Some companies respond by changing their product strategy or by trying to outsource certain functions to other companies. We might even see the emergence of companies that specialize in coping with policymakers, making money by charging other tech-focused companies for managing certain parts of their technology.

Perhaps this is just another cost of scaling up a service that works well at smaller scale. But I can’t help wondering whether companies will change their behavior to try to stay off the radar screen longer. There’s an old strategy called “stealth mode” where a startup tries to avoid the attention of potential competitors by keeping secret its technology or even its very existence, to emerge in public at a strategically chosen time. I can think of several companies that wish for a new kind of stealth mode, where customers notice a company but policymakers don’t.

Apple's File Labeling: An Effective Anticopying Tool?

Recently it was revealed that Apple’s new DRM-free iTunes tracks come with the buyer’s name encoded in their headers. Randy Picker suggested that this might be designed to deter copying – if you redistribute a file you bought, your name would be all over it. It would be easy for Apple, or a copyright owner, to identify the culprit. Or so the theory goes.

Fred von Lohmann responded, suggesting that Apple should have encrypted the information, to protect privacy while still allowing Apple to identify the original buyer if necessary. Randy responded that there was a benefit to letting third parties do enforcement.

More interesting than the lack of encryption is the apparent lack of integrity checks on the data. This makes it pretty easy to change the name in a file. Fred predicts that somebody will make a tool for changing the name to “Steve Jobs” or something. Worse yet, it would be easy to change the data in a file to frame an innocent person – which makes the name information pretty much useless for enforcement.

If you’re not a crypto person, you may not realize that there are different tools for keeping information secret than for detecting tampering – in the lingo, different tools for ensuring confidentiality than for ensuring integrity.

[UPDATE (June 7): I originally wrote that Apple had apparently not put integrity checks in the files. That now appears to be wrong, so I have rewritten this post a bit.]

Apple apparently used crypto to protect the integrity of the data. Done right, this would let Apple detect whether the name information in a file was accurate. (You might worry that somebody could transplant the name header from one file to another, but proper crypto will detect that.) Whether to use this kind of integrity check is a separate question from whether to encrypt the information – you can do either, or both, or neither.

From a security standpoint, the best way to do guarantee integrity in this case is to digitally sign the name data, using a key known only to Apple. There’s a separate key used for verifying that the data hasn’t been modified. Apple could choose to publish this verification key if they wanted to let third parties verify the name information in files.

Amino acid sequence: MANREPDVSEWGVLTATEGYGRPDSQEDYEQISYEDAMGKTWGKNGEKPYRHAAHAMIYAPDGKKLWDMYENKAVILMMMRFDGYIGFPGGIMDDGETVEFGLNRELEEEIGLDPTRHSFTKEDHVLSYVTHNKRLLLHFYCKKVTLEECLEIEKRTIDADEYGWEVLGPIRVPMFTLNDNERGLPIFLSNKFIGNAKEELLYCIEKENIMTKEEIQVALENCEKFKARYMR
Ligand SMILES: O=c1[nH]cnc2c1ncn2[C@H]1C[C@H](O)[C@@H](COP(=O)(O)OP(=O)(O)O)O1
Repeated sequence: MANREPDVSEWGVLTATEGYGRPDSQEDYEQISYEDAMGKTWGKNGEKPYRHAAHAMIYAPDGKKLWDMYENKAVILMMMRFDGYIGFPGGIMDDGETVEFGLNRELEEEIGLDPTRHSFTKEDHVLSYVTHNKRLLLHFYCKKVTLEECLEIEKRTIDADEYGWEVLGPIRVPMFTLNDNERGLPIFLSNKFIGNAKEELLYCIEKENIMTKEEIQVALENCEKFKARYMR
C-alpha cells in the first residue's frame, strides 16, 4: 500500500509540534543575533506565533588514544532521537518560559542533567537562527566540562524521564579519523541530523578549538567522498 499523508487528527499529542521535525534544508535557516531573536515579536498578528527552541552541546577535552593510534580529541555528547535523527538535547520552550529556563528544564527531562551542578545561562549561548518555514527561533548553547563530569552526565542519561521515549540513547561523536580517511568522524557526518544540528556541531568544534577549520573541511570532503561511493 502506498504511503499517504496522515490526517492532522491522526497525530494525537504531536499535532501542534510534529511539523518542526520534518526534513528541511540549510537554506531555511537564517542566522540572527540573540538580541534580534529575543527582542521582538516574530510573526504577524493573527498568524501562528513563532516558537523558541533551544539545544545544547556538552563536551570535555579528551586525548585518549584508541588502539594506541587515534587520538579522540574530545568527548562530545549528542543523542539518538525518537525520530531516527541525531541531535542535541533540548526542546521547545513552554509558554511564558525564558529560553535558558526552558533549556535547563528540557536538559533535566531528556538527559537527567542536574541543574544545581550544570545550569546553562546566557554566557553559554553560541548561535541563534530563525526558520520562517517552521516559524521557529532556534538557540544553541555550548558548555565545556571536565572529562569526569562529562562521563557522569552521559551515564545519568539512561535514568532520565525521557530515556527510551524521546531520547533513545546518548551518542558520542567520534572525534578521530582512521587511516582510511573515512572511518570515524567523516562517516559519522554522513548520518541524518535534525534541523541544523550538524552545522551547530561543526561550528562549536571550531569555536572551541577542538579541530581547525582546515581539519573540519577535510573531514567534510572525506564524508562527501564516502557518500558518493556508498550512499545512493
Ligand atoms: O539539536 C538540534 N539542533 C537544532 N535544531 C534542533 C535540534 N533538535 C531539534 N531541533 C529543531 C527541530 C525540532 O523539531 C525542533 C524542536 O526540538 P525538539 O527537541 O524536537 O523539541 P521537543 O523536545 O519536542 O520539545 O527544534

But there’s another problem – and a pretty big one. All a digital signature can do is verify that a file is the same one that was sold to a particular customer. If a file is swiped from a customer’s machine and then distributed, you’ll know where the file came from but you won’t know who is at fault. This scenario is very plausible, given that as many as 10% of the machines on the Net contain bot software that could easily be directed to swipe iTunes files.

Which brings us to the usual problem with systems that try to label files and punish people whose labels appear on infringing files. If these people are punished severely, the result will be unfair and no prudent person will buy and keep the labeled files. If punishments are mild, then users might be willing to distribute their own files and claim innocence if they’re caught. It’s unlikely that we could reliably tell the difference between a scofflaw user and one victimized by malware, so there seems to be no escape from this problem.

Why So Much Attention to "What's a Website?" Judge?

One of the benefits of talking to the press is that reporters often ask thought-provoking questions. Recently Noam Cohen, a New York Times columnist, called and asked me why the Net community gets so excited when a public figure professes ignorance about the Net. It’s natural for people to chuckle at Ted “Tubes” Stevens or George “Internets” Bush; but why devote so much e-ink to them? This was the topic of Mr. Cohen’s latest column, which quotes part of our conversation.

The latest victim of Net outrage was a British high court judge, Peter Openshaw, who reportedly said during a trial, “The trouble is, I don’t understand the language. I don’t really understand what a web site is.” Predictably, the Net responded with derision.

Like most folk tales, the Technologically Ignorant Policymaker story has legs because it connects to a deeply felt concern of the community. In this case, it’s the worry of Net folk that policymakers will cluelessly cripple the Net. One ill-considered comment is not by itself a big deal, but it becomes a symbol of a broader problem.

It’s worth noting, too, that in the case of Stevens and Bush the storyline resonates with the speaker’s reputations – fairly or not, neither Stevens nor Bush is thought to be particularly curious or well-informed as policymakers go. Fewer people know about Judge Openshaw, but his comment must have resonated with concerns about judges in general.

Though cathartic for Net folk, these incidents do have a down side. The next time a judge or policymaker hears technical jargon he doesn’t understand, he’ll be a bit less likely to ask for a clarification. And it’s better to ask a question and learn the answer than to stay in the dark.